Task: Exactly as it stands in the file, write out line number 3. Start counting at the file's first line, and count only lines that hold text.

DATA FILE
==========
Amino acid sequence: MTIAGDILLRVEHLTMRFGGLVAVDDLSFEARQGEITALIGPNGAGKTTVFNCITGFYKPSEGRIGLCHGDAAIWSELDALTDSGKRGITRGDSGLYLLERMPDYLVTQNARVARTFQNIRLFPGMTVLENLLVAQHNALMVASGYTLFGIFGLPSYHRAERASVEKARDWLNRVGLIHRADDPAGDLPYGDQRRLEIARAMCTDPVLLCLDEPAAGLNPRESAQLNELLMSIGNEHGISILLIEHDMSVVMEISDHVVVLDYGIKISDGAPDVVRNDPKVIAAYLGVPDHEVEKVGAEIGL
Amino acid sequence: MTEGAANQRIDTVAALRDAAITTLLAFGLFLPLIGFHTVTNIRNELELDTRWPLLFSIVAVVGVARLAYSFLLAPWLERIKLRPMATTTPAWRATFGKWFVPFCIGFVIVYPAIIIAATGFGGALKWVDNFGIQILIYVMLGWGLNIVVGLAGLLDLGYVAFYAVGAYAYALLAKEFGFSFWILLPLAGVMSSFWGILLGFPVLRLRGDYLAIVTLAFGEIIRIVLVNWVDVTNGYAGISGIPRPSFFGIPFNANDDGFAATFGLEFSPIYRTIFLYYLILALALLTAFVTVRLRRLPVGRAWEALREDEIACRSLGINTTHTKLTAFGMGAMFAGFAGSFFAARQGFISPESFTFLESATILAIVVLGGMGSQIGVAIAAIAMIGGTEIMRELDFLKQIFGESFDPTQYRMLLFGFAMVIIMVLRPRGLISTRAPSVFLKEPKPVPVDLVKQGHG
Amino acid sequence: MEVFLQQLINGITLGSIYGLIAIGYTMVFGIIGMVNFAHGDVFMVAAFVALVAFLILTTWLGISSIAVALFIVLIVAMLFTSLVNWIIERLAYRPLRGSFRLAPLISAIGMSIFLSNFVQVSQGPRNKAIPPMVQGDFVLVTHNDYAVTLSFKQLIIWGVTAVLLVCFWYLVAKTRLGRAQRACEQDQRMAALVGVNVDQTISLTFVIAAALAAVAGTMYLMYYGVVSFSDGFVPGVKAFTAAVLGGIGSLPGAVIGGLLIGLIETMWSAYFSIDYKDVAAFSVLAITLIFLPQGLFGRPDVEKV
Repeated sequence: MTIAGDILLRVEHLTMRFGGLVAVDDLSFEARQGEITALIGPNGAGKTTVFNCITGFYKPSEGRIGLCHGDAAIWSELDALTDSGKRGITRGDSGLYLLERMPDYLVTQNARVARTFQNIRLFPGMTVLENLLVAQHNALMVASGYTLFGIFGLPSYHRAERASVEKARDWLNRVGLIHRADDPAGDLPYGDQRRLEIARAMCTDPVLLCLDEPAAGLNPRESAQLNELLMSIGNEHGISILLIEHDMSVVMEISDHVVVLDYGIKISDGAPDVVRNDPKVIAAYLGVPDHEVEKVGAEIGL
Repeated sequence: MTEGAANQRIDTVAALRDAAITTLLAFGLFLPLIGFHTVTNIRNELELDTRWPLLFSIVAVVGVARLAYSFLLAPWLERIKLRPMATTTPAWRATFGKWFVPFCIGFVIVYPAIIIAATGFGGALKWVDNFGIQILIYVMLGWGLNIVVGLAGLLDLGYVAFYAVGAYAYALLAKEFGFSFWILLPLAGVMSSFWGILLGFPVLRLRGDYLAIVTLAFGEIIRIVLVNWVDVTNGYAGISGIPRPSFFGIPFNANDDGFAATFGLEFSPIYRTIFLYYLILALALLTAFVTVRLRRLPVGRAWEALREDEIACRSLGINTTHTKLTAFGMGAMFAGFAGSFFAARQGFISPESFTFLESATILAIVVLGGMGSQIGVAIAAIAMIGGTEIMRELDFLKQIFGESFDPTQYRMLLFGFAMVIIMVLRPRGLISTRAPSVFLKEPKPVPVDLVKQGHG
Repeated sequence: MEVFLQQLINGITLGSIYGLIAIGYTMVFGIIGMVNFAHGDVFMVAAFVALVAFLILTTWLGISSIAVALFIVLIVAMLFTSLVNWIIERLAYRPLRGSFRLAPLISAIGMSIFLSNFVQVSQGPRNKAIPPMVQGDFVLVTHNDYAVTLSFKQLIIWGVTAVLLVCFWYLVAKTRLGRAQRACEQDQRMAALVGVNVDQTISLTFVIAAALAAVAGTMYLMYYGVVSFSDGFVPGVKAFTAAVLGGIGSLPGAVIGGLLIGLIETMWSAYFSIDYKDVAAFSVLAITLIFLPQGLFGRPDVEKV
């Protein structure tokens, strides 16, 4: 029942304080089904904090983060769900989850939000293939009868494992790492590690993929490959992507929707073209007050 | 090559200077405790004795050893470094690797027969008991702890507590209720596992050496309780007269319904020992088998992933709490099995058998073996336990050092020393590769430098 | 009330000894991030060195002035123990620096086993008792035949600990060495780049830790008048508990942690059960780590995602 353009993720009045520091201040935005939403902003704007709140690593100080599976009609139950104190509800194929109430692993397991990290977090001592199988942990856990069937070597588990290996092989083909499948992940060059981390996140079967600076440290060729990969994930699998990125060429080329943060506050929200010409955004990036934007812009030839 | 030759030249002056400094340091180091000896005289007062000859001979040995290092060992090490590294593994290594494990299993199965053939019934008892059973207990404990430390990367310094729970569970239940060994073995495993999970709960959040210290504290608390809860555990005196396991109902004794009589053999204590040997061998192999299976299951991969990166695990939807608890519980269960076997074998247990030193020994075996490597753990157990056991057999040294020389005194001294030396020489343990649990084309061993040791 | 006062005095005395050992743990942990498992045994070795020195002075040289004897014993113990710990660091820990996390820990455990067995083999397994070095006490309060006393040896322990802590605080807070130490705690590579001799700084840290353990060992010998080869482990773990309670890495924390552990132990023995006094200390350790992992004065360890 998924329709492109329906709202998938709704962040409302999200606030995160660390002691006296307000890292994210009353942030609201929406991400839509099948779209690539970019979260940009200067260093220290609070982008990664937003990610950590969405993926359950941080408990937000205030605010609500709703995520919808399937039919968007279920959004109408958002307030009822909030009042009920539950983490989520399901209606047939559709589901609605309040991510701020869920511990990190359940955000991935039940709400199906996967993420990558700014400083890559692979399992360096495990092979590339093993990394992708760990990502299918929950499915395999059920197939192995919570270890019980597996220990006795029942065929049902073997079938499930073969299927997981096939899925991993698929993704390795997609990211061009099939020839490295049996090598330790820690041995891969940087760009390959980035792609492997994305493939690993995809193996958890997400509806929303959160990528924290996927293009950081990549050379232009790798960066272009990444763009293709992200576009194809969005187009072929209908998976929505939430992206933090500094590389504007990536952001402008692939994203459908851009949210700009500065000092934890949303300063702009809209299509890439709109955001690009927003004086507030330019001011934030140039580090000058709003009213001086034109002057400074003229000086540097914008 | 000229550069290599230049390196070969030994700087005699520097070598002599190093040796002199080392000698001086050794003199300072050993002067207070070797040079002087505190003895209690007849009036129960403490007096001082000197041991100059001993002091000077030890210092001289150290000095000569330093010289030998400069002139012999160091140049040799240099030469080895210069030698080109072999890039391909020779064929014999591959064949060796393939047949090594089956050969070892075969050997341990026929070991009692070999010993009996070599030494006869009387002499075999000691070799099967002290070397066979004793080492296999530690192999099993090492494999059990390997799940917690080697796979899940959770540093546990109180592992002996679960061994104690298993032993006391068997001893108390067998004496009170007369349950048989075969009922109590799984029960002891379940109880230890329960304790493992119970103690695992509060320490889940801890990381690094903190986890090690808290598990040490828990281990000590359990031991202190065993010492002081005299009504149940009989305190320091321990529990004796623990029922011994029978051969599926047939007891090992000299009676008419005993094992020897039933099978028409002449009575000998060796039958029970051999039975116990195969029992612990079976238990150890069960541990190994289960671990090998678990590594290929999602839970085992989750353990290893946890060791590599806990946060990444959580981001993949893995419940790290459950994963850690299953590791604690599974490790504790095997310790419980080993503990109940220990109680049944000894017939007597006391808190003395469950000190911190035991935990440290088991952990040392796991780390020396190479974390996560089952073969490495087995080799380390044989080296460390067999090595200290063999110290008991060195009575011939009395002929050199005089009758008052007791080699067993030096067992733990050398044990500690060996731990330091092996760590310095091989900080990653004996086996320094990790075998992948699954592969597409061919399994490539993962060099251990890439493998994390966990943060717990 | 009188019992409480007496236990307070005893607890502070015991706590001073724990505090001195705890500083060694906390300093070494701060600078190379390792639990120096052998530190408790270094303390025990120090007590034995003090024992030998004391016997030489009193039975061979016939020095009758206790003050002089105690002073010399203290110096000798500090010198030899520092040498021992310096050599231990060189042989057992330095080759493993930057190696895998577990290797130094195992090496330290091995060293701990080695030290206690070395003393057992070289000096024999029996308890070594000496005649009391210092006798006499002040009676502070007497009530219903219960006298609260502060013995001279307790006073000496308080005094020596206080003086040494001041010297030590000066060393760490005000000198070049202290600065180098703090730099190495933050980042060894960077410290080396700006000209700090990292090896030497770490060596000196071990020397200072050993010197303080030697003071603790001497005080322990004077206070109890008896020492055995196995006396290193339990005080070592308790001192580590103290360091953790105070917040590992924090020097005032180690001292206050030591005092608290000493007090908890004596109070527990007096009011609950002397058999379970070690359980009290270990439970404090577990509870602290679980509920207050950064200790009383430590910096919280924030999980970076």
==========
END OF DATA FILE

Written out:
Amino acid sequence: MEVFLQQLINGITLGSIYGLIAIGYTMVFGIIGMVNFAHGDVFMVAAFVALVAFLILTTWLGISSIAVALFIVLIVAMLFTSLVNWIIERLAYRPLRGSFRLAPLISAIGMSIFLSNFVQVSQGPRNKAIPPMVQGDFVLVTHNDYAVTLSFKQLIIWGVTAVLLVCFWYLVAKTRLGRAQRACEQDQRMAALVGVNVDQTISLTFVIAAALAAVAGTMYLMYYGVVSFSDGFVPGVKAFTAAVLGGIGSLPGAVIGGLLIGLIETMWSAYFSIDYKDVAAFSVLAITLIFLPQGLFGRPDVEKV